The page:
Fermilab Scientists’ Discovery ‘Rocks The Science World’
About 130 million years ago, two extremely dense collapsed stars collided, creating ripples across space and time before exploding in a violent burst of light. In August, scientists on the LIGO and Virgo experiments detected the ripples, called gravitational waves, and then let dozens of astronomers know where to look for the source of those waves.
Fermilab scientists, working as part of a team using the Dark Energy Camera in Chile (the primary tool of the Fermilab-led Dark Energy Survey), were among the first to see the light from the explosion, marking the first time that gravitational waves and their visible counterpart were seen at once.
This discovery rocked the science world, and it opens up many more exciting avenues to understand more about our universe. Read the Dark Energy Survey press release, and check out an animation of the event and a video interview with scientists.
What the scientists had observed via images taken with DECam was the flaring-up and fading over time of a kilonova — an explosion similar to a supernova, but on a smaller scale — that occurs when collapsed stars (called neutron stars) crash into each other, creating heavy radioactive elements.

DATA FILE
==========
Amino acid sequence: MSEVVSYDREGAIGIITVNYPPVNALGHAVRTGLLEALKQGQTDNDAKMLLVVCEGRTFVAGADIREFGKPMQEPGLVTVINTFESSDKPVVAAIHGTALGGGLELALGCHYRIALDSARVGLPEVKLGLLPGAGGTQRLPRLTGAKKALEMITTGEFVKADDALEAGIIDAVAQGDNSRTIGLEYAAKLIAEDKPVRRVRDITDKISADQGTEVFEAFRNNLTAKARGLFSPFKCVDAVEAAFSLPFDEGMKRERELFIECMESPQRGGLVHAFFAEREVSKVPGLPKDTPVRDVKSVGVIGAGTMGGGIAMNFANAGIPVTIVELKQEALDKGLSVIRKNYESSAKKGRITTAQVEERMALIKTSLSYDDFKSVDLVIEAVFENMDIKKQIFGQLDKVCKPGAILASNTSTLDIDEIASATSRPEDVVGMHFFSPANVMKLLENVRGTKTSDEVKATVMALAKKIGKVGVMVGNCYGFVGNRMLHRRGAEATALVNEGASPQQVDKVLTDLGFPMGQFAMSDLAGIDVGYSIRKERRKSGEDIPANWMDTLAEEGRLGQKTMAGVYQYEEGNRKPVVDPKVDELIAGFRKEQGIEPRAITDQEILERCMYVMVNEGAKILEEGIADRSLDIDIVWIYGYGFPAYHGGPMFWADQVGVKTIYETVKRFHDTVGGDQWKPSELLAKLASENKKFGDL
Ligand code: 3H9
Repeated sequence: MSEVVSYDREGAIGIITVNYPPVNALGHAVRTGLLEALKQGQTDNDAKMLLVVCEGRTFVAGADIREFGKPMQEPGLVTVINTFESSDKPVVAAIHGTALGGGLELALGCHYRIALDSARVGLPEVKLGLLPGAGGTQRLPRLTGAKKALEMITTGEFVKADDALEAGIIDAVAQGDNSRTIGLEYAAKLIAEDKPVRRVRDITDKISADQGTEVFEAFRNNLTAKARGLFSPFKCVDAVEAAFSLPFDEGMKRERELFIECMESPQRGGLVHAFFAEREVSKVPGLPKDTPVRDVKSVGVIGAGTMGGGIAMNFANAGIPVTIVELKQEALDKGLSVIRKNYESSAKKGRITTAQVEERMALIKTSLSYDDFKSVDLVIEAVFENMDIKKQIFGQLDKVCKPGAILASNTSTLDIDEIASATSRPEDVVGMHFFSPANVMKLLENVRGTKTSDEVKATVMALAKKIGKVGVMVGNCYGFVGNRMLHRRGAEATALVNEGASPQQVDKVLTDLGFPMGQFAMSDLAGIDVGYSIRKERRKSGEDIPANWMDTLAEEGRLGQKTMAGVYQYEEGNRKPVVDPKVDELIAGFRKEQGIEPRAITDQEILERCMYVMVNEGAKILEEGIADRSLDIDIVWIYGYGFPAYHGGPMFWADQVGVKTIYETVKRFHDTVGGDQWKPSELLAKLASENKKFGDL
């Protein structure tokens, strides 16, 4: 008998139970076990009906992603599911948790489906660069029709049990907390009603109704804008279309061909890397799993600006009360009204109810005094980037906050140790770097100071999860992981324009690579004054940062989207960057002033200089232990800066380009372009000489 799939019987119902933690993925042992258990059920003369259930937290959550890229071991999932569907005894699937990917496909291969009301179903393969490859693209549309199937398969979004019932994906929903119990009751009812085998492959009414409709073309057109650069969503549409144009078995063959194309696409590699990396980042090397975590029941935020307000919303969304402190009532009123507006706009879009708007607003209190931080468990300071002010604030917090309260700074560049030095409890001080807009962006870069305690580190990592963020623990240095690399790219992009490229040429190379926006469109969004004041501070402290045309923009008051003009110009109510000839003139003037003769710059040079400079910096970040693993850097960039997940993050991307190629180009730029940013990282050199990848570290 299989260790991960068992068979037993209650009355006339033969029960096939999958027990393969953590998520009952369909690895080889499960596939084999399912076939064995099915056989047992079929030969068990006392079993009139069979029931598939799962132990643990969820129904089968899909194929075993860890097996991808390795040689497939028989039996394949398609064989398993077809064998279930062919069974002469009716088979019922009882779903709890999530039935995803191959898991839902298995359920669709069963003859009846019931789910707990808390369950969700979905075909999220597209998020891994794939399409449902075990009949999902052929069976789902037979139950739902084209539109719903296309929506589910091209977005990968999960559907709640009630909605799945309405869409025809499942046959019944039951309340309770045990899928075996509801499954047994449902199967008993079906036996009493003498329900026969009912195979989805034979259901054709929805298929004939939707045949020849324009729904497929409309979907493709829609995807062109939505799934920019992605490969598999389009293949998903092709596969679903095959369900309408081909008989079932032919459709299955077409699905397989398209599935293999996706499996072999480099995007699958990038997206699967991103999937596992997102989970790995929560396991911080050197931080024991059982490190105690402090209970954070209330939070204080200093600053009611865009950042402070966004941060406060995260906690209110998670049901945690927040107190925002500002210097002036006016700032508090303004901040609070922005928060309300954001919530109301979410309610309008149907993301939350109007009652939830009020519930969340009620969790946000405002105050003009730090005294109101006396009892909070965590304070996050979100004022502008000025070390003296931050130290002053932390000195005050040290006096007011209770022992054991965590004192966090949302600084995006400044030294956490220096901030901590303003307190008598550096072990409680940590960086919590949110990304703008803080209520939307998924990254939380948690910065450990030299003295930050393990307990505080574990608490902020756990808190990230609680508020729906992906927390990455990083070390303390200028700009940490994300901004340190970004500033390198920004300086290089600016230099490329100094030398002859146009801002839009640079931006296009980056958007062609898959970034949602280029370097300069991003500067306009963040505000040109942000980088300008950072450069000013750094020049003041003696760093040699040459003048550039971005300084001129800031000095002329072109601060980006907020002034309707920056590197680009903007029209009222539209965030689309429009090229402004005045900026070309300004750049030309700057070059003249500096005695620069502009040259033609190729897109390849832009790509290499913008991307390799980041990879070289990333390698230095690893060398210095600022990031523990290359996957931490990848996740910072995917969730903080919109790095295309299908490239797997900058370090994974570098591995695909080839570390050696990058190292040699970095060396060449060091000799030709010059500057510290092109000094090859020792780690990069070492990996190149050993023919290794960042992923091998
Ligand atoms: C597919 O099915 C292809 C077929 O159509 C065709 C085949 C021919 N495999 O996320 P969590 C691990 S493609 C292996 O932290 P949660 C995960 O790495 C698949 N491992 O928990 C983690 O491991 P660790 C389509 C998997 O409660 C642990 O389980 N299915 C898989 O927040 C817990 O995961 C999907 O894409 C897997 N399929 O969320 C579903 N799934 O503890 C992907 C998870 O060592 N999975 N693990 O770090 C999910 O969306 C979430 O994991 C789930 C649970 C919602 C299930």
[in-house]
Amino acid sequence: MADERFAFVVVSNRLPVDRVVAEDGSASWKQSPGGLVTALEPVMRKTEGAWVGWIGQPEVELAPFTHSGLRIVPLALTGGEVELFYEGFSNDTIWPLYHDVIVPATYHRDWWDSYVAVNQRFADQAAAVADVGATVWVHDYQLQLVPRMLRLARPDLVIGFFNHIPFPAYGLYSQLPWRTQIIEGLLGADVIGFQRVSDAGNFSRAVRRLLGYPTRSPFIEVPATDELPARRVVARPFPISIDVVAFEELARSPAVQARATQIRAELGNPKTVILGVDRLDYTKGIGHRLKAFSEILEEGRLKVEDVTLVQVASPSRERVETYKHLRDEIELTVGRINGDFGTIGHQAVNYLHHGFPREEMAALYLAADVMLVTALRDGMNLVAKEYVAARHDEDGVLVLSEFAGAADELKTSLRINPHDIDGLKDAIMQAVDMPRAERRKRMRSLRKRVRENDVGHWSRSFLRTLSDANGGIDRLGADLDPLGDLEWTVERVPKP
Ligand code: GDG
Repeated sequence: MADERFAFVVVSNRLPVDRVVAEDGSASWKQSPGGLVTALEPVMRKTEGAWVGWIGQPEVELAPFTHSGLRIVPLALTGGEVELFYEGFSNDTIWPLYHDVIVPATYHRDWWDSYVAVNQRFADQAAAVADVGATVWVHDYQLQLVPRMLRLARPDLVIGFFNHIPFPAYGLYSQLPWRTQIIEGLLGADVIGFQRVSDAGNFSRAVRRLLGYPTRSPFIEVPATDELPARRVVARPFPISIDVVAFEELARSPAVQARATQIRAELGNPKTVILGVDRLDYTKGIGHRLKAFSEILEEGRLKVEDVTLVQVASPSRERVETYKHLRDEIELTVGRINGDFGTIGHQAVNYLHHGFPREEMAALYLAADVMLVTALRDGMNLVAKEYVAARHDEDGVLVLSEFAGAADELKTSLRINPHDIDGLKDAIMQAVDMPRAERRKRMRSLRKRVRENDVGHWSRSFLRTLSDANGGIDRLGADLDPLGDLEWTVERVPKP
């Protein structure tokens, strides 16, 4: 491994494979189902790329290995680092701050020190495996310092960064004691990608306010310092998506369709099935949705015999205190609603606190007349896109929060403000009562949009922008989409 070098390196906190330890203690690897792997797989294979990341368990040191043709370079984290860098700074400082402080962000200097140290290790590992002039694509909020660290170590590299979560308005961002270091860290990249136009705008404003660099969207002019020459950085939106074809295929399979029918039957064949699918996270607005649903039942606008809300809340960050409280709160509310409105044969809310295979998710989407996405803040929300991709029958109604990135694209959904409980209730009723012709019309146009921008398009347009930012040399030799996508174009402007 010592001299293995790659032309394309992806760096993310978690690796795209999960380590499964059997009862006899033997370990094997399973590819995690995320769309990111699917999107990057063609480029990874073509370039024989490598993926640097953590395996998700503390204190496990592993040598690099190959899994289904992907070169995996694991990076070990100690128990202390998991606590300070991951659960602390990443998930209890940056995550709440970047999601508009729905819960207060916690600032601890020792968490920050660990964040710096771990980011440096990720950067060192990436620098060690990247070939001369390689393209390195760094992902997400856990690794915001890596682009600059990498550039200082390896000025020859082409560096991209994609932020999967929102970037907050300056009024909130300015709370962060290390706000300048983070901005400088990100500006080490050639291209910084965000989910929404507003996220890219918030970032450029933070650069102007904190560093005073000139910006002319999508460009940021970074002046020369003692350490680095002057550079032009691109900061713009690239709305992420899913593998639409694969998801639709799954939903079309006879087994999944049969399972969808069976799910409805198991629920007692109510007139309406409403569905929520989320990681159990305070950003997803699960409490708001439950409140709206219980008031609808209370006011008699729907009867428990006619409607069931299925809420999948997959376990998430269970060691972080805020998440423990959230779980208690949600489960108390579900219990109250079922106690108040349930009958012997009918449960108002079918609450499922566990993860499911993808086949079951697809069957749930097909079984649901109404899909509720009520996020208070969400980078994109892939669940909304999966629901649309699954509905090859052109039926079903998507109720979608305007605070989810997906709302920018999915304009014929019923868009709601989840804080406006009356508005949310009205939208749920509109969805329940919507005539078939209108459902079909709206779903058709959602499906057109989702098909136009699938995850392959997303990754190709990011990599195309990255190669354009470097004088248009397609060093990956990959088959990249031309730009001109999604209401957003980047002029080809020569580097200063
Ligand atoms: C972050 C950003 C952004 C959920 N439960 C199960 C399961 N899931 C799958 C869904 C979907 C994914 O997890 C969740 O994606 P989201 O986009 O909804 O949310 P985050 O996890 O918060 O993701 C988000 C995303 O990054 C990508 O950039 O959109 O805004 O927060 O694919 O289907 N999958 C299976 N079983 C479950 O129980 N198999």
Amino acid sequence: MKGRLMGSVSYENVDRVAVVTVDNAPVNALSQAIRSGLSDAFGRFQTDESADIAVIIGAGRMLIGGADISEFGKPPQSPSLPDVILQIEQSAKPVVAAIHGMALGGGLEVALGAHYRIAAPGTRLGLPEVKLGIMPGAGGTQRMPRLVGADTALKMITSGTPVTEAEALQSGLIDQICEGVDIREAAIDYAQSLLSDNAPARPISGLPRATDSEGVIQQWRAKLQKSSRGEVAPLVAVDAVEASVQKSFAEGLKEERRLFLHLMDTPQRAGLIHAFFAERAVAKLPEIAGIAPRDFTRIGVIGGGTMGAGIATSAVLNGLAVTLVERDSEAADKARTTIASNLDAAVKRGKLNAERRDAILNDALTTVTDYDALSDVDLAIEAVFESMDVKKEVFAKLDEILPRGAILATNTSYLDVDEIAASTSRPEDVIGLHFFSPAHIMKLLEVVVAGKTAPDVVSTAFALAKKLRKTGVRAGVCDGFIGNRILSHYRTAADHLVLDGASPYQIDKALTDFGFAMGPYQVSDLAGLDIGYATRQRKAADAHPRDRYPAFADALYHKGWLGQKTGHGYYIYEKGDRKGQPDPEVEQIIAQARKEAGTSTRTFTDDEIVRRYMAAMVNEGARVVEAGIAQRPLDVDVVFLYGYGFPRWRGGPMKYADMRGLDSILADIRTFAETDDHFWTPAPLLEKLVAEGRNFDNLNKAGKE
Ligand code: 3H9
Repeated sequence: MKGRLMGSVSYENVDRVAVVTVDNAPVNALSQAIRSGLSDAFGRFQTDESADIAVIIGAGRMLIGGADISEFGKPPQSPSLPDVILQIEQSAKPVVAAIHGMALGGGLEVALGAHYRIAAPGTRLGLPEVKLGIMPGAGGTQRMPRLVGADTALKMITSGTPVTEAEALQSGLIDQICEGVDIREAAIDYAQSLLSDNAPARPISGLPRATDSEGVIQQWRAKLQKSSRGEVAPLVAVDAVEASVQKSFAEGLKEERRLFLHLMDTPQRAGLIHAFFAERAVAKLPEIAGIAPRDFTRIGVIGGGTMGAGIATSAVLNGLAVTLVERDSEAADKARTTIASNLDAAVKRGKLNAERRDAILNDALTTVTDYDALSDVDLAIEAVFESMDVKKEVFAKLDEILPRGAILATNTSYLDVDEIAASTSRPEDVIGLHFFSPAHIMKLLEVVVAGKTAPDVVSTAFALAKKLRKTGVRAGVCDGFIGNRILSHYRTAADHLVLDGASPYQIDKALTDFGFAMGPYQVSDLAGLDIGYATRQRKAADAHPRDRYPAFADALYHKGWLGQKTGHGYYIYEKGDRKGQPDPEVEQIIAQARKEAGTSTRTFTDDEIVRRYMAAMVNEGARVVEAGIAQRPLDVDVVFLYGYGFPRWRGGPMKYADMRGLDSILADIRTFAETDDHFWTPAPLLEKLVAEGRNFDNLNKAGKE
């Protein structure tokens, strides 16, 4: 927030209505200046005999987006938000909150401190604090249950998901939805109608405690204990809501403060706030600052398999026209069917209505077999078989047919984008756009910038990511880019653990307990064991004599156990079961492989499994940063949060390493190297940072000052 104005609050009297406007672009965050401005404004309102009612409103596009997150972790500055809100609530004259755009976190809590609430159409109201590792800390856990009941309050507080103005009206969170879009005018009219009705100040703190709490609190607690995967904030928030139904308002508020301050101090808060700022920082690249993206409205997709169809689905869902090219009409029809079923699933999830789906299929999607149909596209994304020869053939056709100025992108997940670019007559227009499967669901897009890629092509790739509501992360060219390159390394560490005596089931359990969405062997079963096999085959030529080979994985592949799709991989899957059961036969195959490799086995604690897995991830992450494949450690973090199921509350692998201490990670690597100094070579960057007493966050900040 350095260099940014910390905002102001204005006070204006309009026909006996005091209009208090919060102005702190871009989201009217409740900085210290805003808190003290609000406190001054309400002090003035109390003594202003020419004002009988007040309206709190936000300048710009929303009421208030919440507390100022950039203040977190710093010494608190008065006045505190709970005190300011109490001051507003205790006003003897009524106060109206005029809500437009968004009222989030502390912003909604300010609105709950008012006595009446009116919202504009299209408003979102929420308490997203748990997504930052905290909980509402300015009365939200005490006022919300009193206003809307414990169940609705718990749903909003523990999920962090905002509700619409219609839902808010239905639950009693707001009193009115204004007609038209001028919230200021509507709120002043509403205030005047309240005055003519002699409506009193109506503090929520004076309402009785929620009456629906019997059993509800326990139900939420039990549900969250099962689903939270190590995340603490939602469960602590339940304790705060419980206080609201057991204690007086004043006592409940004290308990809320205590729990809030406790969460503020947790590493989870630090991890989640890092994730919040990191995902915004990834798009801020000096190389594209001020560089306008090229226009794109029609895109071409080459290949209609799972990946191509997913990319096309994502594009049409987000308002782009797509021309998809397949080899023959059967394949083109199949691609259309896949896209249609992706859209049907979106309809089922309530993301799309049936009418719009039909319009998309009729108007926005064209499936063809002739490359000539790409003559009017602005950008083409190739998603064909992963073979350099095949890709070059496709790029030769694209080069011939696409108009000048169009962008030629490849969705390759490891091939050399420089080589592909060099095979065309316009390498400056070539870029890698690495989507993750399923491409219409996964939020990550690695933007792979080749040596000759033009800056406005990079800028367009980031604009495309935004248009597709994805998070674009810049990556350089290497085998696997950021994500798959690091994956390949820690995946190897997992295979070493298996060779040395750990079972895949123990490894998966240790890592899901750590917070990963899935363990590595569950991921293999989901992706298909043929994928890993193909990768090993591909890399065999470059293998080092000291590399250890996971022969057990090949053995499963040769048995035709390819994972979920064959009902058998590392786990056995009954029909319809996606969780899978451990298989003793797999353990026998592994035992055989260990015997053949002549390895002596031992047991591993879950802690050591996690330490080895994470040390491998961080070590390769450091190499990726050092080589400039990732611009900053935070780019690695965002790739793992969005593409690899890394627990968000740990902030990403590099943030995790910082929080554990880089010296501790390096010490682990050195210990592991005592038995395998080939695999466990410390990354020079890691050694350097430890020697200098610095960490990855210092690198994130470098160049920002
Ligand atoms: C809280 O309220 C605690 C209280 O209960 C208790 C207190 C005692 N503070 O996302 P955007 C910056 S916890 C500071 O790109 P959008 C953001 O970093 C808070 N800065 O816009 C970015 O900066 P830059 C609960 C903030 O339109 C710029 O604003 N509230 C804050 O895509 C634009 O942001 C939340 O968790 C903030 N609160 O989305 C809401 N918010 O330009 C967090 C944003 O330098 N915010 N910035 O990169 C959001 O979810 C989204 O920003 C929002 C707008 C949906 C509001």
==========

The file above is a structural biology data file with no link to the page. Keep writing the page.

This particular violent merger, which occurred 130 million years ago in a galaxy near our own (NGC 4993), is the source of the gravitational waves detected by the Laser Interferometer Gravitational-Wave Observatory and the Virgo collaborations on Aug. 17. This is the fifth source of gravitational waves to be detected — the first one was discovered in September 2015, for which three founding members of the LIGO collaboration were awarded the Nobel Prize in physics two weeks ago.
This latest event is the first detection of gravitational waves caused by two neutron stars colliding and thus the first one to have a visible source. The previous gravitational wave detections were traced to binary black holes, which cannot be seen through telescopes. This neutron star collision occurred relatively close to home, so within a few hours of receiving the notice from LIGO/Virgo, scientists were able to point telescopes in the direction of the event and get a clear picture of the light.
“This is beyond my wildest dreams,” said Marcelle Soares-Santos, formerly of the U.S. Department of Energy’s Fermi National Accelerator Laboratory and currently of Brandeis University, who led the effort from the Dark Energy Survey side. “With DECam we get a good signal, and we can show how it is evolving over time. The team following these signals is a well-oiled machine, and though we did not expect this to happen so soon, we were ready for it.”
SOURCE: Fermilab Frontiers newsletter